I see these people as a breed of Disingenuous Liberal, essentially. These are people who have thought about sex positivity just enough to start labeling themselves as such, but not enough to have actually thought through their positions and arrived at a reasonable, logically consistent conclusion. These are people who are still having knee-jerk reactions against religious conservatives saying that sex is inherently negative, and as such, their reactions lack nuance. They are basically saying, “NUH UH, SEX IS GREAT!” without considering how it isn’t always the best thing for everyone. They have challenged whatever sex-negative attitudes they previously held enough to start identifying as sex-positive, but not enough to actually stop telling other people how they should feel about sex.
These are the people who tend to assume that asexuality is the same as being anti-sex. These are the people who are likely to equate asexuality with a “purer than thou” religious attitude towards sex, and attack it on that basis. They are still fighting their own battle with sex-negative conditioning, so they assume we are saying that we’re somehow “better than” them, for not feeling sexual attraction.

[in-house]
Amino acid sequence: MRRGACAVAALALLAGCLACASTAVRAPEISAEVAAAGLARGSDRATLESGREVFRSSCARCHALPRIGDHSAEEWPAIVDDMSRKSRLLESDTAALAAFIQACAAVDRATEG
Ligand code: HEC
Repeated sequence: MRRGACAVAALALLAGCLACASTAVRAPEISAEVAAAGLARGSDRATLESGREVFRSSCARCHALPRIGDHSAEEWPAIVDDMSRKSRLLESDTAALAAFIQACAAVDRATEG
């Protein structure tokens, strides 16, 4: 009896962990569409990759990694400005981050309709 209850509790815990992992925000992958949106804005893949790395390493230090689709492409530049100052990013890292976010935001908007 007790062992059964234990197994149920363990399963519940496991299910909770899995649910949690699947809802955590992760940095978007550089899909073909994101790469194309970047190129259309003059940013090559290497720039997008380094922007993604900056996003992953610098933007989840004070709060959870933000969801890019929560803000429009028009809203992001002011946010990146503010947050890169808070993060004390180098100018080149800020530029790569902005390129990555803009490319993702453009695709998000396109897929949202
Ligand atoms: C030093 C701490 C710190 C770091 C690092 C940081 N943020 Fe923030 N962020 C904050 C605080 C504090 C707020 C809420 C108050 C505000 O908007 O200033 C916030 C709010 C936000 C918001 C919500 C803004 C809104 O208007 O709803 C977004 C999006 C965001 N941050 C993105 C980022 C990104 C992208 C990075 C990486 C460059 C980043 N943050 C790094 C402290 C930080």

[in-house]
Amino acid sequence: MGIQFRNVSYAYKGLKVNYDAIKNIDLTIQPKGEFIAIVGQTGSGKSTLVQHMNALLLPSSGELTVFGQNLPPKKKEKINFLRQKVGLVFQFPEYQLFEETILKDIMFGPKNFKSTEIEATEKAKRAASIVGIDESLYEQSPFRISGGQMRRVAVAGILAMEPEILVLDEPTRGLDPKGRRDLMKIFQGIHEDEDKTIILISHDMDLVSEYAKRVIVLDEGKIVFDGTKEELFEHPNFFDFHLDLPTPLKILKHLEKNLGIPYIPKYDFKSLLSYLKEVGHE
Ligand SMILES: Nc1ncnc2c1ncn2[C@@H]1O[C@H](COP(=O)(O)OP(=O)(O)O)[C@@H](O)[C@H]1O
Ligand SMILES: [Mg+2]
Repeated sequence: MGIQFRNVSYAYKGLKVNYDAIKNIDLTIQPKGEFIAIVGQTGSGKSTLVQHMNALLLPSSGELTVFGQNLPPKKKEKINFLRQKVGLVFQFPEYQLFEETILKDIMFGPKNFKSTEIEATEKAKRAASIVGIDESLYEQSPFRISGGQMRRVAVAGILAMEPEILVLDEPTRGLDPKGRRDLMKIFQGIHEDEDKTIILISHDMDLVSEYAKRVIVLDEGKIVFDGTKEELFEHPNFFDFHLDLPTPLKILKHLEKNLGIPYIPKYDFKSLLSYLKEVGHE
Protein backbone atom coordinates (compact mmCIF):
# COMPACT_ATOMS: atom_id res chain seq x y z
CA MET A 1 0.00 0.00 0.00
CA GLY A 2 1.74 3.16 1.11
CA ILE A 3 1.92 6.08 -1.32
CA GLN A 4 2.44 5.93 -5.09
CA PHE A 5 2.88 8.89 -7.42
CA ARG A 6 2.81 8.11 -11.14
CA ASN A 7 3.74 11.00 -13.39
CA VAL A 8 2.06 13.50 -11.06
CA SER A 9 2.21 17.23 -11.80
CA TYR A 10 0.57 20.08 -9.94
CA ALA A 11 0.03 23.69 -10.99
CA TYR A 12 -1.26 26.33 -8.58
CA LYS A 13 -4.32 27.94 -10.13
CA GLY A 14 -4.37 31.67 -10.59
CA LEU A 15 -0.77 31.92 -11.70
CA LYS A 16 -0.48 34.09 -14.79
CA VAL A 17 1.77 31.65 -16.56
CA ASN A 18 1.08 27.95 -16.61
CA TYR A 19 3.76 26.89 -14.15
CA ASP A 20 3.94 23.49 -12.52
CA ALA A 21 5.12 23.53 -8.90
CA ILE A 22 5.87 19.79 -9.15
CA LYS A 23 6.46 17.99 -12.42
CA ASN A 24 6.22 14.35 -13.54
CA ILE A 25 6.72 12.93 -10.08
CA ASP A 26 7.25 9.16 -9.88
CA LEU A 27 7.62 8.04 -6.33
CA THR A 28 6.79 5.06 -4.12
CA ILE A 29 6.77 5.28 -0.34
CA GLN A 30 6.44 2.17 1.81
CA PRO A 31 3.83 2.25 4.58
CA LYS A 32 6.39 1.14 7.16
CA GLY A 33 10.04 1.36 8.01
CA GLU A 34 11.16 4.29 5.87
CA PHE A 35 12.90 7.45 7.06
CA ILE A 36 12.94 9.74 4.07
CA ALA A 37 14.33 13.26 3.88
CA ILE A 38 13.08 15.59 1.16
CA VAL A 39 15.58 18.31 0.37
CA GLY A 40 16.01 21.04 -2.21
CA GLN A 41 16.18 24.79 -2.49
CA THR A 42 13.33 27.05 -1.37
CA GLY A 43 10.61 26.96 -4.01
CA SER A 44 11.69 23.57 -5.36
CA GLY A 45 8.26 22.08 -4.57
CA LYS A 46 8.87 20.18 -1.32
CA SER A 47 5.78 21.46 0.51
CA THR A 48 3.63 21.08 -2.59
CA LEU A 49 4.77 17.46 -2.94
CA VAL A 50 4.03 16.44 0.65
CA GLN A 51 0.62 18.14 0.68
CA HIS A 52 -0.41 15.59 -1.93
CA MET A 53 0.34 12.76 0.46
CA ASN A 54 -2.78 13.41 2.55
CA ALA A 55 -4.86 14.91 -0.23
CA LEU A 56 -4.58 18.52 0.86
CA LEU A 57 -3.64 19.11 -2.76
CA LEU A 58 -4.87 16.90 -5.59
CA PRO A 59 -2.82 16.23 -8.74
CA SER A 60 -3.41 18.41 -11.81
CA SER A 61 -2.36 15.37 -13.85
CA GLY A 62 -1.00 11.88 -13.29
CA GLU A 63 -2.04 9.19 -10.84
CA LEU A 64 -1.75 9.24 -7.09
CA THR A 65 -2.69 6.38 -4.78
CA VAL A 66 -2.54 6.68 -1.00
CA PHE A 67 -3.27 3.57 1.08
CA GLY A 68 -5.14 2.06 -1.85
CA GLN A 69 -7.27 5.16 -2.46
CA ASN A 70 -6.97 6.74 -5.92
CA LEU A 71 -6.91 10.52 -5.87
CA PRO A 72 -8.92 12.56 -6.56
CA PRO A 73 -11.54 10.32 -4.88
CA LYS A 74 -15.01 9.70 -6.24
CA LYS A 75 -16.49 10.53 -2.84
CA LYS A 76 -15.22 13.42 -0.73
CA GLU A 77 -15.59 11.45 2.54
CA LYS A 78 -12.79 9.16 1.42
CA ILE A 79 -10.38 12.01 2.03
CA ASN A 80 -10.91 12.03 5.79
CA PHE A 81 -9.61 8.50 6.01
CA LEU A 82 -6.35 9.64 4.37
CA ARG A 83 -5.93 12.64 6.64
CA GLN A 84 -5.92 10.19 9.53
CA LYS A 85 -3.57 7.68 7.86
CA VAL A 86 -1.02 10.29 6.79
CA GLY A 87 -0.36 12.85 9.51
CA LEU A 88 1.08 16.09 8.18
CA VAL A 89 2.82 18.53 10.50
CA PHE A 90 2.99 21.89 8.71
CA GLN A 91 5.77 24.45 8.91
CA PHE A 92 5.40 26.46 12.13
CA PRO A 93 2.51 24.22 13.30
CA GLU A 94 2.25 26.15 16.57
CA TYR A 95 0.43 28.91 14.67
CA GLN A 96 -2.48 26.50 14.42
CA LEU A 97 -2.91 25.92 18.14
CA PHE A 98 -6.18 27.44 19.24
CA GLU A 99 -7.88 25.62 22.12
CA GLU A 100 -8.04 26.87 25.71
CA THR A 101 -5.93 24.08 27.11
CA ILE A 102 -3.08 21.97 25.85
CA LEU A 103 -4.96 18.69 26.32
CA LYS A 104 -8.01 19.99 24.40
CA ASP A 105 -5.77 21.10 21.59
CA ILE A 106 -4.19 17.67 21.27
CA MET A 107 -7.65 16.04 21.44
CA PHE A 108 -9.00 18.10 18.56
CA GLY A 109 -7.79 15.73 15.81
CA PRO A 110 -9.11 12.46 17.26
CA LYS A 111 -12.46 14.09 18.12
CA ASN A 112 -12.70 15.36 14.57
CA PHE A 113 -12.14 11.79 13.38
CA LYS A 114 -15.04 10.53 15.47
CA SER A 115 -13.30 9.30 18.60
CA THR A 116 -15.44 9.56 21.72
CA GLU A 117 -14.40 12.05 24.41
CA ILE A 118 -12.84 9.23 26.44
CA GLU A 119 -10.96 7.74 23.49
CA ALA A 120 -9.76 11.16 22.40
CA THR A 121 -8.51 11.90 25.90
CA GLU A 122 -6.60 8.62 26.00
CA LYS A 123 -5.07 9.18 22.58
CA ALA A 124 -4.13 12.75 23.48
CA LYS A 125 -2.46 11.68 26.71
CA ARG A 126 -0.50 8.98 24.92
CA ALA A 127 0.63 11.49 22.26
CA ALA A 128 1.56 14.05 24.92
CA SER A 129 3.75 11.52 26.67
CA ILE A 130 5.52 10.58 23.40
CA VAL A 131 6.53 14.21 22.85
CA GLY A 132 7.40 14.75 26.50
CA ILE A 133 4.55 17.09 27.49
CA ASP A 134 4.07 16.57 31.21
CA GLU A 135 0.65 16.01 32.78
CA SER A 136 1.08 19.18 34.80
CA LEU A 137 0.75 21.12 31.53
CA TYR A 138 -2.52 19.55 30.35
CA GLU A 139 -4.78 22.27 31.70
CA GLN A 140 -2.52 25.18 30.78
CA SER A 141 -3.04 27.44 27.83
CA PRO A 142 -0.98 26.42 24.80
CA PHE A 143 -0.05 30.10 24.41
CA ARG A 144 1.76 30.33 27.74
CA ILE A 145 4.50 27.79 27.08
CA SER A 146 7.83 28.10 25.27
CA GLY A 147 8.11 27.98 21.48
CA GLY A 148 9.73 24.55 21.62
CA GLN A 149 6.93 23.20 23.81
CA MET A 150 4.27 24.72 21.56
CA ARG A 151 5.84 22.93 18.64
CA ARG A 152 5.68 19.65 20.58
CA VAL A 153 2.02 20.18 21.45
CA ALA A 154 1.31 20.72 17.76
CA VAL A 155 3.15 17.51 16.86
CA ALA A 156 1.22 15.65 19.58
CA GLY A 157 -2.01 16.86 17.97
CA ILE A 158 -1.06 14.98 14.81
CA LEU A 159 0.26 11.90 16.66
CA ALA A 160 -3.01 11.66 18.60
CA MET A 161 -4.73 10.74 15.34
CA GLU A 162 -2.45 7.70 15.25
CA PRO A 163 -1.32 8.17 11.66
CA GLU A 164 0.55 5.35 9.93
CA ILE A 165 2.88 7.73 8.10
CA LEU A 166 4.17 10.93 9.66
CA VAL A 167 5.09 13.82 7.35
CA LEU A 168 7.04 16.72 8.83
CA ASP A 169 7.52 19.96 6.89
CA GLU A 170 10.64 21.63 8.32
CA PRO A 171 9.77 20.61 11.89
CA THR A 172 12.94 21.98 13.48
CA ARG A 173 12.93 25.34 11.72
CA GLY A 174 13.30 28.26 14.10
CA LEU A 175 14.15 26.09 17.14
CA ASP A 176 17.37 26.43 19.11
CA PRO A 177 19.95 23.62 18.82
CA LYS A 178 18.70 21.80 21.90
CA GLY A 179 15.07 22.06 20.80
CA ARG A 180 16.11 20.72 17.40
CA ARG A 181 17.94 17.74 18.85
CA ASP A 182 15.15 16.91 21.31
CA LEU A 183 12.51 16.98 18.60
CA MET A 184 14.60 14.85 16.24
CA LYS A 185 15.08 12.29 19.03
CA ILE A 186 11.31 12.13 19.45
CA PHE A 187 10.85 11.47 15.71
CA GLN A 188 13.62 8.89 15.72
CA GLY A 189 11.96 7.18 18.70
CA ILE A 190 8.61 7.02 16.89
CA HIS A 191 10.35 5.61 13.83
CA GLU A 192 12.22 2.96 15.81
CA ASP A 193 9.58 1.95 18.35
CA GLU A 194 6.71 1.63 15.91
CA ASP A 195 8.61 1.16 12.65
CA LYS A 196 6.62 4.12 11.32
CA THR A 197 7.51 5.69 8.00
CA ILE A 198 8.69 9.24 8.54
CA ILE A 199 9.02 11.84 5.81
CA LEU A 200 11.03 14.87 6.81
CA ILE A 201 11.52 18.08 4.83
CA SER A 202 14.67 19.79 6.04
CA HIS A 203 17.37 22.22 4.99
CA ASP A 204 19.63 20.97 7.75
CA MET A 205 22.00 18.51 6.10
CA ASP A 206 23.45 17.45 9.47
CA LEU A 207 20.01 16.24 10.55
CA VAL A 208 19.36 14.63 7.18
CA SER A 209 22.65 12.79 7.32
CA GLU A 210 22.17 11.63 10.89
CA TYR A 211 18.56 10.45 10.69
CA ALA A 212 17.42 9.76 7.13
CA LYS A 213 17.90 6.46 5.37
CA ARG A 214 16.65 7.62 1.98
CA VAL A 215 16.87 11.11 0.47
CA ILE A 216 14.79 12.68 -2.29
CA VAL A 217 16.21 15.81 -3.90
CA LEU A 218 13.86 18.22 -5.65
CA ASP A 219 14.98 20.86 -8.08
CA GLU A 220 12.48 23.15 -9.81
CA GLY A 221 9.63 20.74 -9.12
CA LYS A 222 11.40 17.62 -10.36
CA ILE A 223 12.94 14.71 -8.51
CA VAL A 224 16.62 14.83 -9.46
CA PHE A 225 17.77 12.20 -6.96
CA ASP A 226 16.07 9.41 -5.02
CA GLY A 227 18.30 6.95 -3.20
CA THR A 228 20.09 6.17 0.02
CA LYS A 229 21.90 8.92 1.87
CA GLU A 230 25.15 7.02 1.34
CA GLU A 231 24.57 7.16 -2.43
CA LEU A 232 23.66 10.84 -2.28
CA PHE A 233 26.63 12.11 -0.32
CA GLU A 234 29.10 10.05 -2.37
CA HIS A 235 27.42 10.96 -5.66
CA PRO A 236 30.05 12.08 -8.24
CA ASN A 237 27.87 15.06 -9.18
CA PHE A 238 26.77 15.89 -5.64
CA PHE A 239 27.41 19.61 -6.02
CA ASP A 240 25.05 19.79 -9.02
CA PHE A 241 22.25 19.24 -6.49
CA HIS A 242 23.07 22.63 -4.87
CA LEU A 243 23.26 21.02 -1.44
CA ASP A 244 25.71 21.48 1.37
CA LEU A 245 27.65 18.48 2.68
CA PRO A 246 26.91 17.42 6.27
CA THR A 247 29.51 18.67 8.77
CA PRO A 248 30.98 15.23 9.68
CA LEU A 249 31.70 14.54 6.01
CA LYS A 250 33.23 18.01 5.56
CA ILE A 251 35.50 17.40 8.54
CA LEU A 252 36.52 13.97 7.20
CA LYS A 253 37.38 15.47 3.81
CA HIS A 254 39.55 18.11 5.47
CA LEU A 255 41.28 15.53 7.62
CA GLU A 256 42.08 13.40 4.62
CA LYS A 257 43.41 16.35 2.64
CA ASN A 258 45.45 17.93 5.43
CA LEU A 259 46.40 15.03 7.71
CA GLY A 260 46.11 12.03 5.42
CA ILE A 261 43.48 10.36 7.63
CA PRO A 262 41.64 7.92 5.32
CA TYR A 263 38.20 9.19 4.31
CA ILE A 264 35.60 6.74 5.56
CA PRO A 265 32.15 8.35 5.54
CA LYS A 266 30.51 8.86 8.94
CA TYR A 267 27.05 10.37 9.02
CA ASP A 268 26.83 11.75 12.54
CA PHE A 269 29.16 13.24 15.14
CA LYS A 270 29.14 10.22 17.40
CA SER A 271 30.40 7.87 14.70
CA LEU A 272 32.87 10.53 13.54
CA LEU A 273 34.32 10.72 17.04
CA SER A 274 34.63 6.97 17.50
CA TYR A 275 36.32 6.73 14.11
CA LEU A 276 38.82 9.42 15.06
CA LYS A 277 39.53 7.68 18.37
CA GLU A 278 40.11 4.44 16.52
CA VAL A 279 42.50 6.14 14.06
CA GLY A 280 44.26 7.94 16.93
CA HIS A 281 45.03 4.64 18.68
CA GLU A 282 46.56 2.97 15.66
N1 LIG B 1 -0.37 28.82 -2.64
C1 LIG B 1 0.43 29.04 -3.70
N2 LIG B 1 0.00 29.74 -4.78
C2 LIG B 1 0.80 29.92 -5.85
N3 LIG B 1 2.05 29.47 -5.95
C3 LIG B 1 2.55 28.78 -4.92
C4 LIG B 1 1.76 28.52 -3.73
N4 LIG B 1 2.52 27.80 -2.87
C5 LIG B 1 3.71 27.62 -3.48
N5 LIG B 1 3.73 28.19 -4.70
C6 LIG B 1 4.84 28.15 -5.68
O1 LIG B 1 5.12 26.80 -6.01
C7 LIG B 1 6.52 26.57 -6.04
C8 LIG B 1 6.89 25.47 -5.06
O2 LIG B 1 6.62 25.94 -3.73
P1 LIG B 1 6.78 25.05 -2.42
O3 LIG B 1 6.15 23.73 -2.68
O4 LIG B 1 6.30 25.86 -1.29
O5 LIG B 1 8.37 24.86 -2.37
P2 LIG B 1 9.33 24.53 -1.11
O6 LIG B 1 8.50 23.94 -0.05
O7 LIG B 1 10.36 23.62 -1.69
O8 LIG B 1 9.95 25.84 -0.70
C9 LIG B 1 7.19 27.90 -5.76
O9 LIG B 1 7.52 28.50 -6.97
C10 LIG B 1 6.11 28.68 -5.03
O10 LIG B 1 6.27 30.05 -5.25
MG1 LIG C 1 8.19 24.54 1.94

These are the people who are most likely to say we’re “just repressed” and push concern-trolling ideas like how we should go get our hormones checked.
But, as Natalie Reed said yesterday, people who see themselves as liberated and enlightened can easily fall into the trap of thinking that they are much more so than they actually are, and stop actually examining their words and actions, because of course they are so enlightened that nothing they say can actually still be enforcing sex-negativity. They have fallen for the Dunning-Kruger effect, and they genuinely think they know our feelings about sex better than we do.